Performance - Reduced system latency for improved response time.
Accuracy - Higher recognition accuracy.
Scalability - Growth from small- to large-scale systems.
Density - Economical port density on each board.
We'll talk more about these benefits later. Let's look first at the key enabling technologies behind
Under the Hood
CSP is built using existing speech technology enhanced with new algorithms. A chief component
is barge-in, which allows a user to interrupt speech prompts by speaking over them. A speech
recognizer is able to understand what is spoken during the interruption. In many telephony
environments the incoming signal is a mixture of the user's speech, echoes from the prompts,
and ambient line noise. Considering the number of variables involved including the type and
quality of telephone line and language of the speaker, the development of barge-in presents a
formidable technological challenge. In order for it to work, the system must first model the echo
characteristics of the telephony environment and then subtract the echo of the outgoing prompt
from the incoming signal. Using CSP, this CPU-intensive function is off-loaded from the host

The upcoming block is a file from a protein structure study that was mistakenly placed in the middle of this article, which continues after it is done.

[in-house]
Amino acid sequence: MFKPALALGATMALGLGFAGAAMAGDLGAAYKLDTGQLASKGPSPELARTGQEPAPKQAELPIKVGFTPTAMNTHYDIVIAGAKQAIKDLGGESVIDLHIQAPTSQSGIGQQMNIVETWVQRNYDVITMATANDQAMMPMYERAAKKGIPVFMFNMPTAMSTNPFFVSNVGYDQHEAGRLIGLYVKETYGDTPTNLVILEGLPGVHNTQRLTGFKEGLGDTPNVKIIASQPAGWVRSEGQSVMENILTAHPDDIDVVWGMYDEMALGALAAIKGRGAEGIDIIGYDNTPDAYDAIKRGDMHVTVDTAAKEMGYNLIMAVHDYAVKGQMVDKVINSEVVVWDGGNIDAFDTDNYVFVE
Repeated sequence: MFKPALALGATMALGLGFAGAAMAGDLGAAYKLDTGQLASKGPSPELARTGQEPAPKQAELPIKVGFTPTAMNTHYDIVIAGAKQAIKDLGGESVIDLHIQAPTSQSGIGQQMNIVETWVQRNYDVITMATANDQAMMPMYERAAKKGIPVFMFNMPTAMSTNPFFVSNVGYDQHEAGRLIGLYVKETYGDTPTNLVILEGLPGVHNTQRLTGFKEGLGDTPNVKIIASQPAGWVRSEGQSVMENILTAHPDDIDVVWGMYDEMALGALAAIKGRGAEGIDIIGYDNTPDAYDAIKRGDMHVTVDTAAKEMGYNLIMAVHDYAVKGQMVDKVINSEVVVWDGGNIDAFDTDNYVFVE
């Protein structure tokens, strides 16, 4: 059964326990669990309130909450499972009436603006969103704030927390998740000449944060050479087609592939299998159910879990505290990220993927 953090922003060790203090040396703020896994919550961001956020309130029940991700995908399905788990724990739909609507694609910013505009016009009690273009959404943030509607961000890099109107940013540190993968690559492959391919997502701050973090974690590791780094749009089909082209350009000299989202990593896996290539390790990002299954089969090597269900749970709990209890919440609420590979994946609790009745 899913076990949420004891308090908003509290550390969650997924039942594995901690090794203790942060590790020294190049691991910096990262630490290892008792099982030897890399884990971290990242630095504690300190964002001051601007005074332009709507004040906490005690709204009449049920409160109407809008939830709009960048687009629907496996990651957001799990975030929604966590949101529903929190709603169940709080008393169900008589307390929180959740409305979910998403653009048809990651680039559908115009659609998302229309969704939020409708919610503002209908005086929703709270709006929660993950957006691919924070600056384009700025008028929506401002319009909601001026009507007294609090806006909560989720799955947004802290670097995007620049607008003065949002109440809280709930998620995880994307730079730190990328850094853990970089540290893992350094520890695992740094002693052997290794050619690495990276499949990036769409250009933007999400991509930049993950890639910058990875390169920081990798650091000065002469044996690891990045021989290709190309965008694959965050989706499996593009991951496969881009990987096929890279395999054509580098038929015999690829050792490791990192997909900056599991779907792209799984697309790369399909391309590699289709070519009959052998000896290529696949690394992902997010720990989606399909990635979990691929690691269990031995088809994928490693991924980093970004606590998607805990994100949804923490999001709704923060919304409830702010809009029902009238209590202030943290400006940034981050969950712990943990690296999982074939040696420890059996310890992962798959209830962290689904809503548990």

system CPU to a board-based DSP that effectively manages the speech detection. CSP is
designed to optimize the performance of host-based speech resources like large-vocabulary
automated speech recognition (ASR) engines, which reside on the host computer. CSP makes
this possible by streaming preprocessed voice data between the telephony boards (analog, T-
1/E-1, etc.) and the host computer's processor.
CSP functionality has several key features that are critical in the applications and markets sectors
we have been discussing.
Echo Cancellation (EC) - Used by speech recognition, Internet telephony, and
DTMF/tone detection technologies to eliminate traces of an outgoing prompt from the
Full-Duplex Operation - The application is able to send and receive voice data
simultaneously for every telephony port.
Voice Activity Detector (VAD) - Detects when voice energy is present.
Barge-In - When voice energy is detected on a given channel, CSP can be programmed
to automatically terminate prompts on that channel. This improves recognition accuracy
by quickly terminating the prompt and acknowledging the caller's input. Without rapid
prompt termination, callers may stutter or speak unclearly, decreasing recognition
Voice Event Signaling - When voice energy is detected, CSP can be programmed to
send a signal - without stopping the prompt playback - to the host processor to allow the